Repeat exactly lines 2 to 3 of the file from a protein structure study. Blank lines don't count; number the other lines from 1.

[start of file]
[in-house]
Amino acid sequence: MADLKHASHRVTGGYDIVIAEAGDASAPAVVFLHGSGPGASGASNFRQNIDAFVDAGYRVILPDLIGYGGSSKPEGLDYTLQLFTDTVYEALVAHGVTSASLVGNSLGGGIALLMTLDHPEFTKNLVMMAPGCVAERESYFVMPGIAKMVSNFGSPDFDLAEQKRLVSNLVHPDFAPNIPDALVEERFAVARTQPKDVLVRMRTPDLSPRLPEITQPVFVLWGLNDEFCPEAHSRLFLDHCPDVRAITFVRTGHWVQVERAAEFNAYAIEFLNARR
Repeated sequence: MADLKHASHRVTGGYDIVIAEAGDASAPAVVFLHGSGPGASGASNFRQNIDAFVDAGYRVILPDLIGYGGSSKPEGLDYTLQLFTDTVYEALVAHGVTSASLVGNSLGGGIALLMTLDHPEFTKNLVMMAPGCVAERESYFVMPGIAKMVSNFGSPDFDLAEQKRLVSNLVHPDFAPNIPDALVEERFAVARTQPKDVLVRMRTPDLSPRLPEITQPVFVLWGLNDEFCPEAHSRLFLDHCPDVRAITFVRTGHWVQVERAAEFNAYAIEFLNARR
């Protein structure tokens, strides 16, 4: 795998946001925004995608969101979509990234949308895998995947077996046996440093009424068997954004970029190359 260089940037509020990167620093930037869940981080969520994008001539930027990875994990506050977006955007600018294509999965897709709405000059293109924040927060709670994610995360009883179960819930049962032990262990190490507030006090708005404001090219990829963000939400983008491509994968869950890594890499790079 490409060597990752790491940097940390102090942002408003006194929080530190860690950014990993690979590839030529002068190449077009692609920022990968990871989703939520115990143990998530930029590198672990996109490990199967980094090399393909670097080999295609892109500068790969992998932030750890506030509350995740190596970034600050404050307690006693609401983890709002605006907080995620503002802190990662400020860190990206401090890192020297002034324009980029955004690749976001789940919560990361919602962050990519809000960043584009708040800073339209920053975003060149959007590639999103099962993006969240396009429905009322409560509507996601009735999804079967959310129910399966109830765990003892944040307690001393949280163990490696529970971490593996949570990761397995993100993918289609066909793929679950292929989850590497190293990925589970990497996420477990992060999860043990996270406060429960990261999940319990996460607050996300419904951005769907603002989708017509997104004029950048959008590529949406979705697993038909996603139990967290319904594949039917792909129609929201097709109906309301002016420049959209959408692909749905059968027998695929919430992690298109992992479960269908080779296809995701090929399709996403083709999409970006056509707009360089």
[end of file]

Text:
Amino acid sequence: MADLKHASHRVTGGYDIVIAEAGDASAPAVVFLHGSGPGASGASNFRQNIDAFVDAGYRVILPDLIGYGGSSKPEGLDYTLQLFTDTVYEALVAHGVTSASLVGNSLGGGIALLMTLDHPEFTKNLVMMAPGCVAERESYFVMPGIAKMVSNFGSPDFDLAEQKRLVSNLVHPDFAPNIPDALVEERFAVARTQPKDVLVRMRTPDLSPRLPEITQPVFVLWGLNDEFCPEAHSRLFLDHCPDVRAITFVRTGHWVQVERAAEFNAYAIEFLNARR
Repeated sequence: MADLKHASHRVTGGYDIVIAEAGDASAPAVVFLHGSGPGASGASNFRQNIDAFVDAGYRVILPDLIGYGGSSKPEGLDYTLQLFTDTVYEALVAHGVTSASLVGNSLGGGIALLMTLDHPEFTKNLVMMAPGCVAERESYFVMPGIAKMVSNFGSPDFDLAEQKRLVSNLVHPDFAPNIPDALVEERFAVARTQPKDVLVRMRTPDLSPRLPEITQPVFVLWGLNDEFCPEAHSRLFLDHCPDVRAITFVRTGHWVQVERAAEFNAYAIEFLNARR